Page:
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Yuki

Mixed Breed

“Yuki was adopted from the Great Pyrenees Club of Southern Ontario Rescue Group. She had 3 failed adoptions prior to my adopting her. She has thrived since she arrived! Yuki gets along with her fursibs - companion doggy sis Sasha and kitties Caramello, Biscotti and Merlin. Super laid back and absolute sweetheart!”

Place of Birth
Toronto, Ontario, Canada
Current Location
Milton, Nova Scotia, Canada
From
Ontario, Canada

This dog has been viewed 499 times and been given 1 wag

Genetic Breed Result

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Mixed Breed

48.2% Great Pyrenees
21.9% Maremma Sheepdog
10.3% Kuvasz
19.6% Supermutt

Embark Supermutt analysis

What’s in that Supermutt? There may be small amounts of DNA from these distant ancestors:

Great Pyrenees Great Pyrenees
The Great Pyrenees is an exceptionally loving dog whose primary function is to protect sheep, goats, livestock, people, children, grass, flowers, the moon, lawn furniture, and any real or imaginary predators that may intrude on your personal space. They have a strong build and an amazing thick white coat that exudes elegance and majesty. They make a great family dog because of their intelligence and steady temperament.
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Maremma Sheepdog Maremma Sheepdog
Maremma Sheepdogs are an ancient livestock guardian dog breed known for their serious but affectionate nature.
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Kuvasz Kuvasz
Kuvaszs are an ancient guardian breed from Hungary. With their white coats and majestic appearance, they are certainly unmistakable. They have long been prized for their ability to guard livestock and the home, and written records of dogs that greatly resemble Kuvaszs date back hundreds of years. They are still well loved today in Hungary and throughout the world.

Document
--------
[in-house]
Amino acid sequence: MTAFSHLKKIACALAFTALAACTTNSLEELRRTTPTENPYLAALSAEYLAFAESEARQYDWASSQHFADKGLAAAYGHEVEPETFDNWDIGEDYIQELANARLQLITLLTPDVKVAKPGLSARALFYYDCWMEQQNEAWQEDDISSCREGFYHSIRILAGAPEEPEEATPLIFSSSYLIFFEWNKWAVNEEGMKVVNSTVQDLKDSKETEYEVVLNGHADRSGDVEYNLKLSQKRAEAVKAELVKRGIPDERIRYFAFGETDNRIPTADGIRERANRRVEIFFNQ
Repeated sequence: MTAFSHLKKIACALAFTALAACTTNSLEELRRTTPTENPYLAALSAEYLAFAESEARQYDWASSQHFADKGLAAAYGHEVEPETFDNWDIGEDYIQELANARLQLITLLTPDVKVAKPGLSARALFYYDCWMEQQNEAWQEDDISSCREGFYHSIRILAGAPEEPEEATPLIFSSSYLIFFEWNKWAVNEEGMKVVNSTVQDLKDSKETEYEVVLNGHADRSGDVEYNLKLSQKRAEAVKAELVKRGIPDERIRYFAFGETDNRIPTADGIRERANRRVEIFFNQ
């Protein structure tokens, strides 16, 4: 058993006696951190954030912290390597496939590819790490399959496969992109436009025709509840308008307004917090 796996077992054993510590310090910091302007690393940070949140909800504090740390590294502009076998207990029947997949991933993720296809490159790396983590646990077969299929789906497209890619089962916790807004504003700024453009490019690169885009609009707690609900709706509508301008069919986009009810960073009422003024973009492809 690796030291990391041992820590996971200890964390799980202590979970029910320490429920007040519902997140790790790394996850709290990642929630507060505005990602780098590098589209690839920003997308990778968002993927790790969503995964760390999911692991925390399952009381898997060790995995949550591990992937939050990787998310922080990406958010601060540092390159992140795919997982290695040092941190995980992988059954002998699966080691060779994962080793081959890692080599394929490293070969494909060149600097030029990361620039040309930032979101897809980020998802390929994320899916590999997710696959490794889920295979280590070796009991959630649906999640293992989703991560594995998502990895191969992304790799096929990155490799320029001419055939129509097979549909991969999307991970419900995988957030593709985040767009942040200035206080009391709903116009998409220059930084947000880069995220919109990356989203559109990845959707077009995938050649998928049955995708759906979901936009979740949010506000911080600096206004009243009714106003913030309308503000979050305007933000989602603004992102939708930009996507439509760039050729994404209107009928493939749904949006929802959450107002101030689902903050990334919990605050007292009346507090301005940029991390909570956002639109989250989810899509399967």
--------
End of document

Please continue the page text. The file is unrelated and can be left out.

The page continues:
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Genetic Stats


Wolfiness

0.6 % LOW Learn More

Predicted Adult Weight
Genetic Age
47 human years Learn More
Based on the date of birth provided

Breed Mix Matches

Explore other Embark dogs who have breed mixes that are similar to Yuki’s.
A Mix Match of 100 means they are the exact same breed mix!

DNA Breed Origins

What’s this?
Breed colors:
Great Pyrenees
Maremma Sheepdog
Kuvasz
Supermutt

Would you like more information? Have you found a lost dog wearing an Embark dog tag? You can contact us at:

 
Family Tree From Embark PARENTS GRANDPARENTS GREAT GRANDPARENTS Mixed Great Pyrenees mix Great Pyrenees / Kuvasz mix Maremma Sheepdog mix Great Pyrenees Maremma Sheepdog / Kuvasz mix Great Pyrenees Kuvasz mix Maremma Sheepdog Mixed Great Pyrenees Great Pyrenees Maremma Sheepdog mix Kuvasz mix

Breed Reveal Video

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Our algorithms predict this is the most likely family tree to explain Yuki’s breed mix, but this family tree may not be the only possible one.

Health Summary